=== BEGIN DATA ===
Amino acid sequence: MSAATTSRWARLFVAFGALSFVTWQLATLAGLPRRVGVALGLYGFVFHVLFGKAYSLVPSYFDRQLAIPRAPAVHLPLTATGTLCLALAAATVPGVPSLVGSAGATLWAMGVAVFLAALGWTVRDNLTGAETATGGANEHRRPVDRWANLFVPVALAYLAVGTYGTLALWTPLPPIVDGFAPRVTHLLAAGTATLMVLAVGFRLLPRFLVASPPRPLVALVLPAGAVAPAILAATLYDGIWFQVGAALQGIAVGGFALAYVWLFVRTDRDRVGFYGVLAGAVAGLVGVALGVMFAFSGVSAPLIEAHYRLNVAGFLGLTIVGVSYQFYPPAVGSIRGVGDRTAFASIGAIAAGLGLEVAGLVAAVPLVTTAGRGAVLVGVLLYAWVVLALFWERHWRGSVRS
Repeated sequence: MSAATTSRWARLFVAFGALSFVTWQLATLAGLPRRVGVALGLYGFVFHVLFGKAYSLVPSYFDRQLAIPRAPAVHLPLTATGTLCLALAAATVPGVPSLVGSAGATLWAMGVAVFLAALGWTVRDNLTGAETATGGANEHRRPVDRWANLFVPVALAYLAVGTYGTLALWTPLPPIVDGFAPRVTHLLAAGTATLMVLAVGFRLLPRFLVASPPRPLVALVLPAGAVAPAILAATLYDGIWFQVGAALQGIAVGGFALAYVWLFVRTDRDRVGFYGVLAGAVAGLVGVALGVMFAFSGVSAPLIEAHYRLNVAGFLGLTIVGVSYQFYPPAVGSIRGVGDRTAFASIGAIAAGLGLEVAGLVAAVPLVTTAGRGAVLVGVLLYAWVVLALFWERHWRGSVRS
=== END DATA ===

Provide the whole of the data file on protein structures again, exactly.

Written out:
Amino acid sequence: MSAATTSRWARLFVAFGALSFVTWQLATLAGLPRRVGVALGLYGFVFHVLFGKAYSLVPSYFDRQLAIPRAPAVHLPLTATGTLCLALAAATVPGVPSLVGSAGATLWAMGVAVFLAALGWTVRDNLTGAETATGGANEHRRPVDRWANLFVPVALAYLAVGTYGTLALWTPLPPIVDGFAPRVTHLLAAGTATLMVLAVGFRLLPRFLVASPPRPLVALVLPAGAVAPAILAATLYDGIWFQVGAALQGIAVGGFALAYVWLFVRTDRDRVGFYGVLAGAVAGLVGVALGVMFAFSGVSAPLIEAHYRLNVAGFLGLTIVGVSYQFYPPAVGSIRGVGDRTAFASIGAIAAGLGLEVAGLVAAVPLVTTAGRGAVLVGVLLYAWVVLALFWERHWRGSVRS
Repeated sequence: MSAATTSRWARLFVAFGALSFVTWQLATLAGLPRRVGVALGLYGFVFHVLFGKAYSLVPSYFDRQLAIPRAPAVHLPLTATGTLCLALAAATVPGVPSLVGSAGATLWAMGVAVFLAALGWTVRDNLTGAETATGGANEHRRPVDRWANLFVPVALAYLAVGTYGTLALWTPLPPIVDGFAPRVTHLLAAGTATLMVLAVGFRLLPRFLVASPPRPLVALVLPAGAVAPAILAATLYDGIWFQVGAALQGIAVGGFALAYVWLFVRTDRDRVGFYGVLAGAVAGLVGVALGVMFAFSGVSAPLIEAHYRLNVAGFLGLTIVGVSYQFYPPAVGSIRGVGDRTAFASIGAIAAGLGLEVAGLVAAVPLVTTAGRGAVLVGVLLYAWVVLALFWERHWRGSVRS